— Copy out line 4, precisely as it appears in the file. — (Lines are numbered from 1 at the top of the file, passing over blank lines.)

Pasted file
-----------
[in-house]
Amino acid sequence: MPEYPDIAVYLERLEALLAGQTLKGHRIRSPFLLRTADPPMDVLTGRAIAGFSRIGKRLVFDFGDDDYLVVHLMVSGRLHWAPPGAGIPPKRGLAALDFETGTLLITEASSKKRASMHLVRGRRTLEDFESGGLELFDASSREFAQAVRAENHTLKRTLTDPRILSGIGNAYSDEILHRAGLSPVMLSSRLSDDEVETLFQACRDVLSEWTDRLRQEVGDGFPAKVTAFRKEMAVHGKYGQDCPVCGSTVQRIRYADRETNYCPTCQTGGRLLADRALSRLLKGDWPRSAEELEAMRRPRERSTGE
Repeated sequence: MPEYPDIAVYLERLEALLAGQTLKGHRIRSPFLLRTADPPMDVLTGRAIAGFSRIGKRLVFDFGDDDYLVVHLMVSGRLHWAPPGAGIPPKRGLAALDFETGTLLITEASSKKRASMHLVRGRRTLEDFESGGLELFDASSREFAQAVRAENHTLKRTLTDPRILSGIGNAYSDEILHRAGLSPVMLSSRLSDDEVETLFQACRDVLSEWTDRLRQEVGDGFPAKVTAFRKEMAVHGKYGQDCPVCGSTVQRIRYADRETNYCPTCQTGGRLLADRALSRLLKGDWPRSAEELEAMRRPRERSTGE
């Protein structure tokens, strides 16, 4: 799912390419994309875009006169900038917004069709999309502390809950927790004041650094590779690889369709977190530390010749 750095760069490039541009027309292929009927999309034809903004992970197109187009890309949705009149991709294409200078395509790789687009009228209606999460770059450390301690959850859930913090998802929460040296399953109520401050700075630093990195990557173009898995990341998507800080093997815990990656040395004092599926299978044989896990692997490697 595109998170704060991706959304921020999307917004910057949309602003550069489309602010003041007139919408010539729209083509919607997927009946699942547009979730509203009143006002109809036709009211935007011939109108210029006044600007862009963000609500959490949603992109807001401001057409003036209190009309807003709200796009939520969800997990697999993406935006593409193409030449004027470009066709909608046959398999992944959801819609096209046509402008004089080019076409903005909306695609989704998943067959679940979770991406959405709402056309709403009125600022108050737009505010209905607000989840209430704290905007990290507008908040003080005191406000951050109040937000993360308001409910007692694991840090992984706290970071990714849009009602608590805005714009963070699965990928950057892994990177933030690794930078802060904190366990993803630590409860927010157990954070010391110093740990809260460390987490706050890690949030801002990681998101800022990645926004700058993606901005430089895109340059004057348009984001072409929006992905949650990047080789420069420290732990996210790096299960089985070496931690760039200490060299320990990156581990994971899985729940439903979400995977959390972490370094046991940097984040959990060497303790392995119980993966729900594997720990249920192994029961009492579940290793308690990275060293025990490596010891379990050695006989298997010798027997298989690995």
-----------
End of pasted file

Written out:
């Protein structure tokens, strides 16, 4: 799912390419994309875009006169900038917004069709999309502390809950927790004041650094590779690889369709977190530390010749 750095760069490039541009027309292929009927999309034809903004992970197109187009890309949705009149991709294409200078395509790789687009009228209606999460770059450390301690959850859930913090998802929460040296399953109520401050700075630093990195990557173009898995990341998507800080093997815990990656040395004092599926299978044989896990692997490697 595109998170704060991706959304921020999307917004910057949309602003550069489309602010003041007139919408010539729209083509919607997927009946699942547009979730509203009143006002109809036709009211935007011939109108210029006044600007862009963000609500959490949603992109807001401001057409003036209190009309807003709200796009939520969800997990697999993406935006593409193409030449004027470009066709909608046959398999992944959801819609096209046509402008004089080019076409903005909306695609989704998943067959679940979770991406959405709402056309709403009125600022108050737009505010209905607000989840209430704290905007990290507008908040003080005191406000951050109040937000993360308001409910007692694991840090992984706290970071990714849009009602608590805005714009963070699965990928950057892994990177933030690794930078802060904190366990993803630590409860927010157990954070010391110093740990809260460390987490706050890690949030801002990681998101800022990645926004700058993606901005430089895109340059004057348009984001072409929006992905949650990047080789420069420290732990996210790096299960089985070496931690760039200490060299320990990156581990994971899985729940439903979400995977959390972490370094046991940097984040959990060497303790392995119980993966729900594997720990249920192994029961009492579940290793308690990275060293025990490596010891379990050695006989298997010798027997298989690995």